ICIMOD values Nepal

05 Mar 2010

   TwitCount

Kathmandu

Nepal’s unique role in the Himalayan region, and the role played by the International Centre for Integrated Mountain Development (ICIMOD) in research and knowledge development for the people of the host country, were the focus of a Nepal-ICIMOD workshop held on Friday 5th March. The workshop was the first part of a two-day event in which ICIMOD is reaching out to its partners, the development community, civil society organisations, the private sector and the public at large to a showcase of its work in Nepal.

“Nepal has a unique position in the Himalayan region,” emphasised Dr Andreas Schild, ICIMOD’s Director General, in his speech of welcome. “It is a place where people from all eight Himalayan countries can meet without restriction to discuss issues that affect us all, sure of the welcome and hospitality of the government and people.” This is essential for a regional inter governmental organisation like ICIMOD; Kathmandu as a cultural centre and with its friendly people is the ideal venue for regional and international professionals and scientists, explained Dr Schild, and he thanked the Government for its remarkable hospitality, adding that the Nepal Day Workshop and Open House were a gesture of thanks for the generosity of ICIMOD’s host country and its people.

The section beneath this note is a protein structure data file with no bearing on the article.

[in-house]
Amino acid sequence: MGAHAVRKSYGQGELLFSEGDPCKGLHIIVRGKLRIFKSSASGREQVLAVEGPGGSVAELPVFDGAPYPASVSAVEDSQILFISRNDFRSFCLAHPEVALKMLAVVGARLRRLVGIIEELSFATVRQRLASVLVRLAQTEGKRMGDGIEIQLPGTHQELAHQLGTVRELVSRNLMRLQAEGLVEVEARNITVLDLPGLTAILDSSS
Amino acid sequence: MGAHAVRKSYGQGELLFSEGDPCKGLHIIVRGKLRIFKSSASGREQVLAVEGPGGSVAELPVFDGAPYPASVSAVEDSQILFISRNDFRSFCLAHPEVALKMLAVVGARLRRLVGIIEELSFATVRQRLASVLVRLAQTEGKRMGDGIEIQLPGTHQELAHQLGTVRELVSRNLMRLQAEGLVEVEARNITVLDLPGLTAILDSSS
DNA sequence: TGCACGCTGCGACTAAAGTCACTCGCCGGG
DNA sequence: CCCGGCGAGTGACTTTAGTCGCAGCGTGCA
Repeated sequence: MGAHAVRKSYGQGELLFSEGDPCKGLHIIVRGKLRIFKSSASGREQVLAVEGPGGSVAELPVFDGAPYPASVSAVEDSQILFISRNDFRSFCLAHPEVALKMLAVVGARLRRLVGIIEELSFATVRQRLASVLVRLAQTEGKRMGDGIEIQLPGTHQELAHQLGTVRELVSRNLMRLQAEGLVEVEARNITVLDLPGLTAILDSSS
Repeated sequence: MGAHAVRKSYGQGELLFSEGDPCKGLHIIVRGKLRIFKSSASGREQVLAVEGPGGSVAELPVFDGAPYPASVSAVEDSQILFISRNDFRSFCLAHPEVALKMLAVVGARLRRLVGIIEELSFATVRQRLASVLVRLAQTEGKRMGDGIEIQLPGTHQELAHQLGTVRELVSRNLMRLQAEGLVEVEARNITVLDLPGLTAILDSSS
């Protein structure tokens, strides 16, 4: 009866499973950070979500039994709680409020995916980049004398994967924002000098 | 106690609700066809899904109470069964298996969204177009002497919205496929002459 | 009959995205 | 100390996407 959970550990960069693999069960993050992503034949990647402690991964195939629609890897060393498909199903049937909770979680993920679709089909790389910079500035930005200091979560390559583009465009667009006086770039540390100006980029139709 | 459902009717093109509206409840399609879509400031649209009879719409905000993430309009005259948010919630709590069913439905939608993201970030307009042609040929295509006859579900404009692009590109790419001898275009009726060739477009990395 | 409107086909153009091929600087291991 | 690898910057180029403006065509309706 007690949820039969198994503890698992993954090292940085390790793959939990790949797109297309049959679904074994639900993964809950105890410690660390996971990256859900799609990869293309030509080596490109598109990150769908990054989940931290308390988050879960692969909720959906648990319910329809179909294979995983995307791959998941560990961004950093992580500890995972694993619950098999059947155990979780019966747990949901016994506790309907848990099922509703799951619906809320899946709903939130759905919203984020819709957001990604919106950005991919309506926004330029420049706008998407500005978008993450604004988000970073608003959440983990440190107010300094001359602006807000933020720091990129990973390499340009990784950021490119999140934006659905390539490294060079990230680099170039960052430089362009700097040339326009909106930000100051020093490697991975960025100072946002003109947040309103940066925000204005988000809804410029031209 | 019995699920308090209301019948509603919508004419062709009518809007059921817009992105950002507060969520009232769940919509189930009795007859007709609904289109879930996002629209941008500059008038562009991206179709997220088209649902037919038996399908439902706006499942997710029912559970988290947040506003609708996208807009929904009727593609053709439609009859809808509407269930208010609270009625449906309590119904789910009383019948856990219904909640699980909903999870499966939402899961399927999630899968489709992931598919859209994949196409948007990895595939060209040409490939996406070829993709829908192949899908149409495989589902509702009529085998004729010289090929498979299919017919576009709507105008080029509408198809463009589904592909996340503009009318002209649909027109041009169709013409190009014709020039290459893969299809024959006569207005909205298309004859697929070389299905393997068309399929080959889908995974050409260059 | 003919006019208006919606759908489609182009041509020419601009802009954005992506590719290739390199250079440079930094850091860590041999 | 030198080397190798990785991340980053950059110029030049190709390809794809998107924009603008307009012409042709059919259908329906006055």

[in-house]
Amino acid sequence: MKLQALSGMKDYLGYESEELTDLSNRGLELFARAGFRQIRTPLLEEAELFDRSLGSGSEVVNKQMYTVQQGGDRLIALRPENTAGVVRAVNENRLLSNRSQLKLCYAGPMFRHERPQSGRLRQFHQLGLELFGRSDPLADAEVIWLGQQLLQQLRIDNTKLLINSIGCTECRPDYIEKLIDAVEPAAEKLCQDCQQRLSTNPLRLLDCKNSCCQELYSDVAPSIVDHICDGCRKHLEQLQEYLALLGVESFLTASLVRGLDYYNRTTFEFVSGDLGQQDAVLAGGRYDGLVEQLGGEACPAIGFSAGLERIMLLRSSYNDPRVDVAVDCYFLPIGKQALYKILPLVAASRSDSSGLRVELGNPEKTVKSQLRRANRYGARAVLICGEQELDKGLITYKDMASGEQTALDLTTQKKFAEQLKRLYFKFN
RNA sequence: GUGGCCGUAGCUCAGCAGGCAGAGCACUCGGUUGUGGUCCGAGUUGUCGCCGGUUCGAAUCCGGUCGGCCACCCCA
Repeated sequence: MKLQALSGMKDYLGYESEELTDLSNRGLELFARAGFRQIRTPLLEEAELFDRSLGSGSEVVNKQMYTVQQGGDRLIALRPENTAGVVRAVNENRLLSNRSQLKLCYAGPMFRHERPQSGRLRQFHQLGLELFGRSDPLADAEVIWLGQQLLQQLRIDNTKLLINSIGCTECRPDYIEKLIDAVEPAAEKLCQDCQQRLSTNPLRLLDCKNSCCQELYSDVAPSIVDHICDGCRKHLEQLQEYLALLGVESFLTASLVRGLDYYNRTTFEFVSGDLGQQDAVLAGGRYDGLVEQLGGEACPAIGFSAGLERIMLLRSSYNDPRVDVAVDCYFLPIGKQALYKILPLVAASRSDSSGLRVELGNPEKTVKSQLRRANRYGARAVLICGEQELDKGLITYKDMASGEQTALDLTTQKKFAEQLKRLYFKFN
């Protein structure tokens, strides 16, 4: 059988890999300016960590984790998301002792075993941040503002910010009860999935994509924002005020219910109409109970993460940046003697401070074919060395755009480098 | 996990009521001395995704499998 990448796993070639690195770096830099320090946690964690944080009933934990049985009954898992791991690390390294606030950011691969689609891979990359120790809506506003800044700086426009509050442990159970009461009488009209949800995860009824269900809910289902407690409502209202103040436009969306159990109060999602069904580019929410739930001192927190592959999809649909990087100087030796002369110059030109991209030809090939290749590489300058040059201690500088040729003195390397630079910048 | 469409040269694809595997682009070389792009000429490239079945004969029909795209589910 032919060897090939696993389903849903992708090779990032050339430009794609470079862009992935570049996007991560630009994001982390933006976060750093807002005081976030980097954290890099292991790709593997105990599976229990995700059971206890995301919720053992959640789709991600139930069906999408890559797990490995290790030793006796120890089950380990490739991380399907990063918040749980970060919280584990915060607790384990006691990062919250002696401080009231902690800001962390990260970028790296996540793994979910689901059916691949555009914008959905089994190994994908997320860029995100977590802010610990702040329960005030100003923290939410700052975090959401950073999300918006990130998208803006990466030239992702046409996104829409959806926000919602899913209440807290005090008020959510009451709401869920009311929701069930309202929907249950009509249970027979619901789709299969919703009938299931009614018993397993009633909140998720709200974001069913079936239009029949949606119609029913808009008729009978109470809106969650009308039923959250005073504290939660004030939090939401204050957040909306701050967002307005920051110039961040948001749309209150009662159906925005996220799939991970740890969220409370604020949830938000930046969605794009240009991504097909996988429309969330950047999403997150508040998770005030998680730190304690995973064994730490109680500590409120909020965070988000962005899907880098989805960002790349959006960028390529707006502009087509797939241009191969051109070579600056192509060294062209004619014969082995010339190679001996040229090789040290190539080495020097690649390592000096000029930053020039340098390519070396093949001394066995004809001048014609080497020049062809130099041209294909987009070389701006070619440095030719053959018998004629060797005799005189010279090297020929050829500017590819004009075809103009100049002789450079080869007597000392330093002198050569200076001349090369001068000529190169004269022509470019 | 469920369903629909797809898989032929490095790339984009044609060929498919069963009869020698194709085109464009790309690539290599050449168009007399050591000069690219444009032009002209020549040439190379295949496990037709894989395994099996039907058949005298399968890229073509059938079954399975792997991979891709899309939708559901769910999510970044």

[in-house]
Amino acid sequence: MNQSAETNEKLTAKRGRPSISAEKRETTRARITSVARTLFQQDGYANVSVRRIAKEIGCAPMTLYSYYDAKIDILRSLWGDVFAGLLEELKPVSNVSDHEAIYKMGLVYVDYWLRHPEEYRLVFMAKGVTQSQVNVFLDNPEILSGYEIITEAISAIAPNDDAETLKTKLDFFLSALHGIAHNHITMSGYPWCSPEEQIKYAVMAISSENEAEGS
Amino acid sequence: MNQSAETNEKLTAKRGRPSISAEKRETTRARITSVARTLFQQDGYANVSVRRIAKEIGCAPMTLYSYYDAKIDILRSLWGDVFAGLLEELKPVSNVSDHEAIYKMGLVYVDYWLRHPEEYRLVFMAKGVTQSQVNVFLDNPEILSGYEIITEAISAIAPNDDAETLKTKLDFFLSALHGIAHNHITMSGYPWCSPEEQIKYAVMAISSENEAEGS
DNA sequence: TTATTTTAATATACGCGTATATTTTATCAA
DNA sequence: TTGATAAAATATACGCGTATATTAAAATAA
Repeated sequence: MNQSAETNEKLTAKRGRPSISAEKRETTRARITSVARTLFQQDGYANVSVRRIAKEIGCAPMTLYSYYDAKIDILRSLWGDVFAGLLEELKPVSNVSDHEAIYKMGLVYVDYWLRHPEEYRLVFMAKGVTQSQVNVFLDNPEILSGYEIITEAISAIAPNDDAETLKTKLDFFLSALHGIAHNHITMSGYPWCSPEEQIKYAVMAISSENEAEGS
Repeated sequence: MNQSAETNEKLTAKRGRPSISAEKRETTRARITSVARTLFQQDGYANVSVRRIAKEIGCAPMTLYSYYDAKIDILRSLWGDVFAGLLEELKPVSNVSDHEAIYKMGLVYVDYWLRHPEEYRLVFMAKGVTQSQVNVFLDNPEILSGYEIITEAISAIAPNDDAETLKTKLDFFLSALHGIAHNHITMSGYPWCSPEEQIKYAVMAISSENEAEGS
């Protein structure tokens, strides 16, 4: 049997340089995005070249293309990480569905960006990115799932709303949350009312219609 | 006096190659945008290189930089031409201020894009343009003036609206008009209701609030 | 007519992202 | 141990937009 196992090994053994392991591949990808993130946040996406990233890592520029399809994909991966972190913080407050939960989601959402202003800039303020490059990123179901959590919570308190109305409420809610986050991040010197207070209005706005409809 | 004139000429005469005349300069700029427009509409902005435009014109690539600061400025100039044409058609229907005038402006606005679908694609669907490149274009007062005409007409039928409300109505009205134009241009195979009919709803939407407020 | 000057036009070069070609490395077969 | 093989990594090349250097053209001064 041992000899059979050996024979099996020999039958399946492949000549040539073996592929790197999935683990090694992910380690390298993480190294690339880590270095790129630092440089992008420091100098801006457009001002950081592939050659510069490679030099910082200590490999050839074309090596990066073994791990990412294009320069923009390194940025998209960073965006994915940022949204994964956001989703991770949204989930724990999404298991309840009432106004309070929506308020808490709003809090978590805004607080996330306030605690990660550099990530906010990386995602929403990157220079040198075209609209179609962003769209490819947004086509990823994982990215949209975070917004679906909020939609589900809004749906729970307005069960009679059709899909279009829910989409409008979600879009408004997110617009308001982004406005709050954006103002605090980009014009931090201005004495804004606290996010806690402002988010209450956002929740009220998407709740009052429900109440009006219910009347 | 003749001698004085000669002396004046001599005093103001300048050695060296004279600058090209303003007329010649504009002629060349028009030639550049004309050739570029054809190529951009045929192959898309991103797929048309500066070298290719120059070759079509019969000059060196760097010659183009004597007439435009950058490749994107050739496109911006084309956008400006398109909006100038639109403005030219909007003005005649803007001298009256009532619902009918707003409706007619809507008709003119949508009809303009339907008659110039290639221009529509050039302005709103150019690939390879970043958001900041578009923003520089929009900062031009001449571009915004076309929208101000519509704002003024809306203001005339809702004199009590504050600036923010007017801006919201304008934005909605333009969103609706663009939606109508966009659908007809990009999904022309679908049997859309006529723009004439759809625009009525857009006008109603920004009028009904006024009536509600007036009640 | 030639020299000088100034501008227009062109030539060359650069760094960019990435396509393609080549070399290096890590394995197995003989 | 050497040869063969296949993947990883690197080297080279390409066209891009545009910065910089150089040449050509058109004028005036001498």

Presenting the overview of ICIMOD’s Nepal programme, Dr Madhav Karki , Deputy Director General and coordinator of the Nepal Day event explained that the workshop was being held to share information about Nepal-ICIMOD partnership activities. As a regional organisation, ICIMOD has a regional role and programmes focusing on issues experienced by all the countries that share the transboundary resources of the Hindu Kush-Himalayas. At the same time, Nepal is the centrepiece of these mountains; it contains the headwaters of major rivers and plays an essential role as a reservoir of the region’s heritage of biodiversity and cultural wealth. These assets are becoming more important in the context of climate change. Nepal plays a valuable role as a pioneer and is highly valued by ICIMOD as a venue for pilot activities for developing knowledge that benefits both the people of Nepal and the region as a whole. At the same time, Nepal benefits from its close links through ICIMOD with cross-learning and knowledge from other countries. Among these, research on the cryosphere, snow, glaciers, and glacier melting, is of special interest today, both for the impact on the local population, and those living downstream, with increased risks of floods and drought and also as a very important indicator of global warming and the nature of adaptation and mitigation required.